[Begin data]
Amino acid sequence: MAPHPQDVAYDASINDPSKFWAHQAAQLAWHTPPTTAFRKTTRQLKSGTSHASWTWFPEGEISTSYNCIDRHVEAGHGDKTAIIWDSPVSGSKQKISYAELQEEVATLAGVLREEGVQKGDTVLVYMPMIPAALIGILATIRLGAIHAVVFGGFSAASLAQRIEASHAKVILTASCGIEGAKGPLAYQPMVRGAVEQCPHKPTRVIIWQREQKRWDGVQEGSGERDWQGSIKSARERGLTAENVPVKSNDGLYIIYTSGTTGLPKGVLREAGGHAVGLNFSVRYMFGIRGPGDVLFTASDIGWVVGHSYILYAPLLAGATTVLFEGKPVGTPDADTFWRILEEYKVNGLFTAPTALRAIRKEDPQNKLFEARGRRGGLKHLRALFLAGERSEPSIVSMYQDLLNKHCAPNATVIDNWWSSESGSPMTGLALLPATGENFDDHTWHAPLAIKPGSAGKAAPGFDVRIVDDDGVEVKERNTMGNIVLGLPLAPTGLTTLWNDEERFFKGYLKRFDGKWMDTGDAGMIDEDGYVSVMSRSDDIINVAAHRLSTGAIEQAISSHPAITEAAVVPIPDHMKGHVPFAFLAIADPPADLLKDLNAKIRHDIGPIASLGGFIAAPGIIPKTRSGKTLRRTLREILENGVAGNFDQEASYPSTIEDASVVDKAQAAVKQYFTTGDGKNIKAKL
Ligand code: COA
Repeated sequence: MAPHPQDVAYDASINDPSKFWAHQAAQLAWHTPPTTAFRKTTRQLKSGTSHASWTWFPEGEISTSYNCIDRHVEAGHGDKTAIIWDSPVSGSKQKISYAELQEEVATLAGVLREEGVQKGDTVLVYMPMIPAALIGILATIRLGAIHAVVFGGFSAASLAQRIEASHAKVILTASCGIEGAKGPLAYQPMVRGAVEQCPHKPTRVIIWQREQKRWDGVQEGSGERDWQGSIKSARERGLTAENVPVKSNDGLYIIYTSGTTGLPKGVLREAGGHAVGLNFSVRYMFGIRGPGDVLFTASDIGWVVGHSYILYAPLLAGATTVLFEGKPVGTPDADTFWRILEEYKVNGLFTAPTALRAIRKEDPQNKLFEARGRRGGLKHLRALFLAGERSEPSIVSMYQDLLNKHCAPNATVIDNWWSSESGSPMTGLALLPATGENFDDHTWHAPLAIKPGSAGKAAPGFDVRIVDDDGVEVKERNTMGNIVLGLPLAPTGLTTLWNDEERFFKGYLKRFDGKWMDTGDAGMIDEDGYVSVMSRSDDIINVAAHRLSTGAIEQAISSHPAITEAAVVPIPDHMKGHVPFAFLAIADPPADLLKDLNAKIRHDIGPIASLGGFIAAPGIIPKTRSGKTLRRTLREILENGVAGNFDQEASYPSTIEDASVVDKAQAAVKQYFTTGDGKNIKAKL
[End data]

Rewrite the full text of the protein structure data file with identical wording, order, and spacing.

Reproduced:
Amino acid sequence: MAPHPQDVAYDASINDPSKFWAHQAAQLAWHTPPTTAFRKTTRQLKSGTSHASWTWFPEGEISTSYNCIDRHVEAGHGDKTAIIWDSPVSGSKQKISYAELQEEVATLAGVLREEGVQKGDTVLVYMPMIPAALIGILATIRLGAIHAVVFGGFSAASLAQRIEASHAKVILTASCGIEGAKGPLAYQPMVRGAVEQCPHKPTRVIIWQREQKRWDGVQEGSGERDWQGSIKSARERGLTAENVPVKSNDGLYIIYTSGTTGLPKGVLREAGGHAVGLNFSVRYMFGIRGPGDVLFTASDIGWVVGHSYILYAPLLAGATTVLFEGKPVGTPDADTFWRILEEYKVNGLFTAPTALRAIRKEDPQNKLFEARGRRGGLKHLRALFLAGERSEPSIVSMYQDLLNKHCAPNATVIDNWWSSESGSPMTGLALLPATGENFDDHTWHAPLAIKPGSAGKAAPGFDVRIVDDDGVEVKERNTMGNIVLGLPLAPTGLTTLWNDEERFFKGYLKRFDGKWMDTGDAGMIDEDGYVSVMSRSDDIINVAAHRLSTGAIEQAISSHPAITEAAVVPIPDHMKGHVPFAFLAIADPPADLLKDLNAKIRHDIGPIASLGGFIAAPGIIPKTRSGKTLRRTLREILENGVAGNFDQEASYPSTIEDASVVDKAQAAVKQYFTTGDGKNIKAKL
Ligand code: COA
Repeated sequence: MAPHPQDVAYDASINDPSKFWAHQAAQLAWHTPPTTAFRKTTRQLKSGTSHASWTWFPEGEISTSYNCIDRHVEAGHGDKTAIIWDSPVSGSKQKISYAELQEEVATLAGVLREEGVQKGDTVLVYMPMIPAALIGILATIRLGAIHAVVFGGFSAASLAQRIEASHAKVILTASCGIEGAKGPLAYQPMVRGAVEQCPHKPTRVIIWQREQKRWDGVQEGSGERDWQGSIKSARERGLTAENVPVKSNDGLYIIYTSGTTGLPKGVLREAGGHAVGLNFSVRYMFGIRGPGDVLFTASDIGWVVGHSYILYAPLLAGATTVLFEGKPVGTPDADTFWRILEEYKVNGLFTAPTALRAIRKEDPQNKLFEARGRRGGLKHLRALFLAGERSEPSIVSMYQDLLNKHCAPNATVIDNWWSSESGSPMTGLALLPATGENFDDHTWHAPLAIKPGSAGKAAPGFDVRIVDDDGVEVKERNTMGNIVLGLPLAPTGLTTLWNDEERFFKGYLKRFDGKWMDTGDAGMIDEDGYVSVMSRSDDIINVAAHRLSTGAIEQAISSHPAITEAAVVPIPDHMKGHVPFAFLAIADPPADLLKDLNAKIRHDIGPIASLGGFIAAPGIIPKTRSGKTLRRTLREILENGVAGNFDQEASYPSTIEDASVVDKAQAAVKQYFTTGDGKNIKAKL